• Elimination round
  • Repechage round
  • Finals

The wrestling area involves a mat with two concentric circles in the middle. The larger circle has a diameter of 9m, while the smaller circle has a 7m diameter and constitutes the "central wrestling area".

The area formed between the smaller and larger circles is the "passive zone", red in colour with a width of 1m.

A match is judged either on points or a "fall" - a move when one wrestler holds his opponent down with his back pinned to the mat for at least two seconds.

The referee acknowledges and registers the fall (having first agreed with the judge or mat chairman) by blowing the whistle and simultaneously striking the mat with his hand.

A match is judged on points if there were no falls during the course of a match. The wrestler who has been allocated the most points is declared winner.


 Wrestling in Pakistan

In Pakistan wrestling has a long and honourable history which can be traced a couple of centuries back. The great exponent of Pakistan national style of wrestling was Khalifa Nooruddin who lived in the reign of Aurangzeb. However, the glorious traditions of wrestling in our country started with the advent of that great son of Kashmir, the mighty Siddiqa who was at the peak of his powers 125 year ago. After Siddiqa, came Boota Pehelwan, the most scientific of the big wrestlers, and on to Ghulam, Rahim Sultaniwala and Karim Bakhsh Paileeraywala. The latter is considered the most scientific wrestler ever produced by this country, a scholar and a master of art of wrestling at 210 lbs., he flattened all opposition. However, to this day he is considered the greatest of the great. And later we have the advent of the famous late Gama, who claimed the title of word champion; and his remarkable brother, Imam Bakhsh. As a point of interest it is mentioned here that these great wrestlers, without exception were from among people who had migrated from Kashmir. We are concerned with the advent of Olympic freestyle wrestling in Pakistan. It was in 1953 that the Pakistan Amateur Wrestling Federation was formed in Lahore by a few enthusiasts brought the name of Pakistan in this style of wrestling in world competitions.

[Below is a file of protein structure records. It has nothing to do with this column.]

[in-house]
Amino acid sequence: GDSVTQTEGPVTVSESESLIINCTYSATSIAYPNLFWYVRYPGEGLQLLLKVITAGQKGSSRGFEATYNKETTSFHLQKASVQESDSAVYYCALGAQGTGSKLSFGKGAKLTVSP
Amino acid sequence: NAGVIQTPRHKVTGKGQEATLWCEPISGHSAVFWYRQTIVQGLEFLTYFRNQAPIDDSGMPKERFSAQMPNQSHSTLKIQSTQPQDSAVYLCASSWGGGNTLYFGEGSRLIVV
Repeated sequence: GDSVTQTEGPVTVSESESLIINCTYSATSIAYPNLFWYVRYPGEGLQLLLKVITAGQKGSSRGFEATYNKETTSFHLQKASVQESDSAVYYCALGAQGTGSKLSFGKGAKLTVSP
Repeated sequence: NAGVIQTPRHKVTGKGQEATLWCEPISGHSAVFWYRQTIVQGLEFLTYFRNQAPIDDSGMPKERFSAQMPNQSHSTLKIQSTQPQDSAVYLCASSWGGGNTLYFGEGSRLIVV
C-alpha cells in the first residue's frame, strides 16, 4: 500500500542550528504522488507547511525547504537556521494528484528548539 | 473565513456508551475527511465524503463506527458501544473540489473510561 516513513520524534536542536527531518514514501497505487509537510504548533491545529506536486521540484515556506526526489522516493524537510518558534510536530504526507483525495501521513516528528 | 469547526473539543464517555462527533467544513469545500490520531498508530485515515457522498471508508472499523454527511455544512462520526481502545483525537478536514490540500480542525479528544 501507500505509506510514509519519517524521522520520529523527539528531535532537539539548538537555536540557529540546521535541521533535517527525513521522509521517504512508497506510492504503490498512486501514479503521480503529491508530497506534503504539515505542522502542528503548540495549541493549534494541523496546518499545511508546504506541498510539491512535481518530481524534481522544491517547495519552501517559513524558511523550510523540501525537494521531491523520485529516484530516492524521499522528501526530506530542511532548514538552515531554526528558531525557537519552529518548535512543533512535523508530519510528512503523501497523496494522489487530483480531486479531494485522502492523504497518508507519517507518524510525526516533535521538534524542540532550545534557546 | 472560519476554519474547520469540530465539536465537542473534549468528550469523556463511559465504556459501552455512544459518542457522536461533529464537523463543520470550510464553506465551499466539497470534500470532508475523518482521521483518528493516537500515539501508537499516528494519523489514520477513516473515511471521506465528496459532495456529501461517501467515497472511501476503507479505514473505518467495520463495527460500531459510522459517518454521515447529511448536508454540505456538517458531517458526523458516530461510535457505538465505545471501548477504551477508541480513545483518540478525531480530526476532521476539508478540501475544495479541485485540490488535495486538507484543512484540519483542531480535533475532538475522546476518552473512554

Though the first three National Championships, in 1948, 1950 and 1952 had been held, yet the international rules were not observed fully and it was this lack of knowledge which was responsible, in 1948, for a team being entered in the Greco-Roman style instead of Free-style and scratched from the wrestling competition in the 14th Olympics, in London. It was only on the occasion of the 4th championships, in 1954, under the control of the Federation, that wrestling was held on a proper mat and strictly under the FILA rules. In 1954, a wrestler, Din Muhammad, was responsible for winning the first gold medal in any international competition for Pakistan when he emerged victorious in the flyweight class of the 2nd Asian Games at Manila.

The Pakistani wrestlers have won many medals in the British Empire and Commonwealth Games till this country pulled out of that organization. Pakistan had also been dominating in wrestling competitions of the Asian Games alongwith brotherly Muslim country, Iran. But for a decade or so the countries like North and South Korea and Japan have made a tremendous progress in this manly art and have challenged the supremacy of the two Muslim countries. Pakistan's greatest moment of glory in wrestling, rather any individual sport, came during the 1960 Rome Olympics, when welterweight Muhammad Bashir grabbed a bronze medal. This medal won by Pakistan in the free-style competition is the one and only.